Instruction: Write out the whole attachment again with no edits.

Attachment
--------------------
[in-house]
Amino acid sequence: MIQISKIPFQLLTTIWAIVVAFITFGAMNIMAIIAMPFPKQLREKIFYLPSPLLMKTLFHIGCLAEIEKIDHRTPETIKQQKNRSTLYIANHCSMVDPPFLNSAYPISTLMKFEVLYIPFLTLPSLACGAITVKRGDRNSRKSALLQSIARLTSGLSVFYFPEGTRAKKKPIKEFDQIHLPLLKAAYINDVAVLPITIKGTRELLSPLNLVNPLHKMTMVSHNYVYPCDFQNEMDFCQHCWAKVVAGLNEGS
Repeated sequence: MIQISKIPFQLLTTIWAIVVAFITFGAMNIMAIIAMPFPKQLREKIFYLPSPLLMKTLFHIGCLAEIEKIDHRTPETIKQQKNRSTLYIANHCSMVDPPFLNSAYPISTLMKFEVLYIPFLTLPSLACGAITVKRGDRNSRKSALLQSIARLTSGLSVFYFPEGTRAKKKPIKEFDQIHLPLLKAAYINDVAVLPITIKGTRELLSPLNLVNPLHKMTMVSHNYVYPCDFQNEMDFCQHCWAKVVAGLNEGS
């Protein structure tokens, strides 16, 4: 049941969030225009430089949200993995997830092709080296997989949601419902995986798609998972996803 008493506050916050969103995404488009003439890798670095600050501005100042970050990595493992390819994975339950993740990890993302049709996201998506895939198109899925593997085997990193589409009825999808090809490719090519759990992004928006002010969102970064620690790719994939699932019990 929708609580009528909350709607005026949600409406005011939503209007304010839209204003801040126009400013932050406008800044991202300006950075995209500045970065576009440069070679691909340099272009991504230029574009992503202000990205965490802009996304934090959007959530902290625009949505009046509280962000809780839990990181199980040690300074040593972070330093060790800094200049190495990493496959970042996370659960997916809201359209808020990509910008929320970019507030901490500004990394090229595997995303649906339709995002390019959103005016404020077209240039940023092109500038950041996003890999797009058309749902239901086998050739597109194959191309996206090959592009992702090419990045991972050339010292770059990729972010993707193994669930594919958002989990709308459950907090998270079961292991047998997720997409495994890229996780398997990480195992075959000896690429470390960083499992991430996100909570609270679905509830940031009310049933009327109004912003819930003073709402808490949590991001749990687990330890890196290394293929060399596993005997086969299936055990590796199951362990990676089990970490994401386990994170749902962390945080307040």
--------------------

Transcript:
[in-house]
Amino acid sequence: MIQISKIPFQLLTTIWAIVVAFITFGAMNIMAIIAMPFPKQLREKIFYLPSPLLMKTLFHIGCLAEIEKIDHRTPETIKQQKNRSTLYIANHCSMVDPPFLNSAYPISTLMKFEVLYIPFLTLPSLACGAITVKRGDRNSRKSALLQSIARLTSGLSVFYFPEGTRAKKKPIKEFDQIHLPLLKAAYINDVAVLPITIKGTRELLSPLNLVNPLHKMTMVSHNYVYPCDFQNEMDFCQHCWAKVVAGLNEGS
Repeated sequence: MIQISKIPFQLLTTIWAIVVAFITFGAMNIMAIIAMPFPKQLREKIFYLPSPLLMKTLFHIGCLAEIEKIDHRTPETIKQQKNRSTLYIANHCSMVDPPFLNSAYPISTLMKFEVLYIPFLTLPSLACGAITVKRGDRNSRKSALLQSIARLTSGLSVFYFPEGTRAKKKPIKEFDQIHLPLLKAAYINDVAVLPITIKGTRELLSPLNLVNPLHKMTMVSHNYVYPCDFQNEMDFCQHCWAKVVAGLNEGS
């Protein structure tokens, strides 16, 4: 049941969030225009430089949200993995997830092709080296997989949601419902995986798609998972996803 008493506050916050969103995404488009003439890798670095600050501005100042970050990595493992390819994975339950993740990890993302049709996201998506895939198109899925593997085997990193589409009825999808090809490719090519759990992004928006002010969102970064620690790719994939699932019990 929708609580009528909350709607005026949600409406005011939503209007304010839209204003801040126009400013932050406008800044991202300006950075995209500045970065576009440069070679691909340099272009991504230029574009992503202000990205965490802009996304934090959007959530902290625009949505009046509280962000809780839990990181199980040690300074040593972070330093060790800094200049190495990493496959970042996370659960997916809201359209808020990509910008929320970019507030901490500004990394090229595997995303649906339709995002390019959103005016404020077209240039940023092109500038950041996003890999797009058309749902239901086998050739597109194959191309996206090959592009992702090419990045991972050339010292770059990729972010993707193994669930594919958002989990709308459950907090998270079961292991047998997720997409495994890229996780398997990480195992075959000896690429470390960083499992991430996100909570609270679905509830940031009310049933009327109004912003819930003073709402808490949590991001749990687990330890890196290394293929060399596993005997086969299936055990590796199951362990990676089990970490994401386990994170749902962390945080307040």